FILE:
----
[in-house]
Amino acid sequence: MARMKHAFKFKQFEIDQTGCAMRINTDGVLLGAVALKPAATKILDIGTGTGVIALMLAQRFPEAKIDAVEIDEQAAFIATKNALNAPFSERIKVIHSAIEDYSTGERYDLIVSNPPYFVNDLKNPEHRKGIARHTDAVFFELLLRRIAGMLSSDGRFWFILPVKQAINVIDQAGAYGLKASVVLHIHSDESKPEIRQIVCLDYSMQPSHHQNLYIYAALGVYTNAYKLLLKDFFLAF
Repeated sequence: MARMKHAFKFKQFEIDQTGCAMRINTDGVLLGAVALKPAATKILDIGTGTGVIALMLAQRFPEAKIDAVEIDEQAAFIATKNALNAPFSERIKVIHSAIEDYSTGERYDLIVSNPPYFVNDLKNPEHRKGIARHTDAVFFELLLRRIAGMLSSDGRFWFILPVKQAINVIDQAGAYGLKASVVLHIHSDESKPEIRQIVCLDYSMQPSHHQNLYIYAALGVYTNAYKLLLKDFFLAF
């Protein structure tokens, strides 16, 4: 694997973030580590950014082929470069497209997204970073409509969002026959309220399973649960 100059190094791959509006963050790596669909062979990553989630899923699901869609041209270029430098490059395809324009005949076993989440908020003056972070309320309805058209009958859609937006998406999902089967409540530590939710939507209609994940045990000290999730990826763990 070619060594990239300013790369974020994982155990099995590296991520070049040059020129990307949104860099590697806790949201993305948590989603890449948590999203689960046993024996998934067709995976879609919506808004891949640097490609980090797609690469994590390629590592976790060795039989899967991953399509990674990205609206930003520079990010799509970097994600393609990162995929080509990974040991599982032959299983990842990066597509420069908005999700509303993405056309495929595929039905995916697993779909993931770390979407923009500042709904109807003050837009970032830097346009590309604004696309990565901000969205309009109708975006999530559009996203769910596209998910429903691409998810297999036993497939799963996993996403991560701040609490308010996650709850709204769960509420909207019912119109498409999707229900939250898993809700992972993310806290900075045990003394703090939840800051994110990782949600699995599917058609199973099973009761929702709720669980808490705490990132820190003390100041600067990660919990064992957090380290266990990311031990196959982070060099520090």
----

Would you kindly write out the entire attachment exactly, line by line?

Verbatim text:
[in-house]
Amino acid sequence: MARMKHAFKFKQFEIDQTGCAMRINTDGVLLGAVALKPAATKILDIGTGTGVIALMLAQRFPEAKIDAVEIDEQAAFIATKNALNAPFSERIKVIHSAIEDYSTGERYDLIVSNPPYFVNDLKNPEHRKGIARHTDAVFFELLLRRIAGMLSSDGRFWFILPVKQAINVIDQAGAYGLKASVVLHIHSDESKPEIRQIVCLDYSMQPSHHQNLYIYAALGVYTNAYKLLLKDFFLAF
Repeated sequence: MARMKHAFKFKQFEIDQTGCAMRINTDGVLLGAVALKPAATKILDIGTGTGVIALMLAQRFPEAKIDAVEIDEQAAFIATKNALNAPFSERIKVIHSAIEDYSTGERYDLIVSNPPYFVNDLKNPEHRKGIARHTDAVFFELLLRRIAGMLSSDGRFWFILPVKQAINVIDQAGAYGLKASVVLHIHSDESKPEIRQIVCLDYSMQPSHHQNLYIYAALGVYTNAYKLLLKDFFLAF
């Protein structure tokens, strides 16, 4: 694997973030580590950014082929470069497209997204970073409509969002026959309220399973649960 100059190094791959509006963050790596669909062979990553989630899923699901869609041209270029430098490059395809324009005949076993989440908020003056972070309320309805058209009958859609937006998406999902089967409540530590939710939507209609994940045990000290999730990826763990 070619060594990239300013790369974020994982155990099995590296991520070049040059020129990307949104860099590697806790949201993305948590989603890449948590999203689960046993024996998934067709995976879609919506808004891949640097490609980090797609690469994590390629590592976790060795039989899967991953399509990674990205609206930003520079990010799509970097994600393609990162995929080509990974040991599982032959299983990842990066597509420069908005999700509303993405056309495929595929039905995916697993779909993931770390979407923009500042709904109807003050837009970032830097346009590309604004696309990565901000969205309009109708975006999530559009996203769910596209998910429903691409998810297999036993497939799963996993996403991560701040609490308010996650709850709204769960509420909207019912119109498409999707229900939250898993809700992972993310806290900075045990003394703090939840800051994110990782949600699995599917058609199973099973009761929702709720669980808490705490990132820190003390100041600067990660919990064992957090380290266990990311031990196959982070060099520090």